estate appears to have two objectives: maximize revenue and control King’s
image. In the 1990s, the estate sued *USAToday* for publishing the full
text of the “I Have a Dream” speech King delivered on the steps of the
Lincoln Memorial in August 1963, and the newspaper quickly settled by
paying for a license and attorneys’ fees. The estate then sued CBS for
including footage of the speech in a segment of its documentary series *The
20th Century with Mike **Wallace*. In its defense in court, CBS argued that
the speech had entered into the public domain because King had not complied
with the notice and registration requirements of the Copyright Act of 1909.
The trial court agreed with CBS, but an appellate court reversed and ruled
in favor of the MLK estate on narrow technical grounds. (Specifically,
although the speech was delivered to a live audience of several hundred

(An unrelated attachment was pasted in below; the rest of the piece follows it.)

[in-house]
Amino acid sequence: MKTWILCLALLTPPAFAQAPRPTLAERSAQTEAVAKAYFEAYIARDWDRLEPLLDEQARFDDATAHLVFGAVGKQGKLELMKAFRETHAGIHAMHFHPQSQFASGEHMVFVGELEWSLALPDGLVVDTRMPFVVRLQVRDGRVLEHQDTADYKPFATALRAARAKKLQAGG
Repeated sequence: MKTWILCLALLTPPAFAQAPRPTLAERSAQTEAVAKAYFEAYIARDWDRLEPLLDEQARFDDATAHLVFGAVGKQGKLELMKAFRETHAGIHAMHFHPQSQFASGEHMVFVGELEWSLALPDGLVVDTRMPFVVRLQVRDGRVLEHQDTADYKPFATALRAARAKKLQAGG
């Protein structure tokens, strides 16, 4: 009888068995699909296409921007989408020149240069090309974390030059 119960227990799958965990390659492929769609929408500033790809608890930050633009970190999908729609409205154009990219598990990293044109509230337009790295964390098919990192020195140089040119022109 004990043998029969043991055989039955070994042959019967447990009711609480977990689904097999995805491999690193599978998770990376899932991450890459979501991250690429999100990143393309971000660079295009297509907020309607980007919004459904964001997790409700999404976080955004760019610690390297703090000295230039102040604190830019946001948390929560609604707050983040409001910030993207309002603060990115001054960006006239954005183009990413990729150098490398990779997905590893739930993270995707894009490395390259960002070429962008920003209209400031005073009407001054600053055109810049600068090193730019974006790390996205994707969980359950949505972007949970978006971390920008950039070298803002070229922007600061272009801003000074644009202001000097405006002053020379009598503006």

thousand people and broadcast to millions more, the appellate court treated
the delivery of the speech as only a limited publication of the underlying
text that did not trigger the 1909 Act’s notice and registration

The MLK estate also sued the producers of *Eyes on the **Prize*, an
Emmy-winning documentary series on the civil rights movement, for the use
of unlicensed footage of King speeches. This litigation settled when the
producers reportedly paid the estate $100,000. Because of this dispute (and
similar issues with other rights-holders), the series was out of
circulation from 1993 to 2006, when PBS finally renewed most of the rights
and edited the remaining unlicensed footage.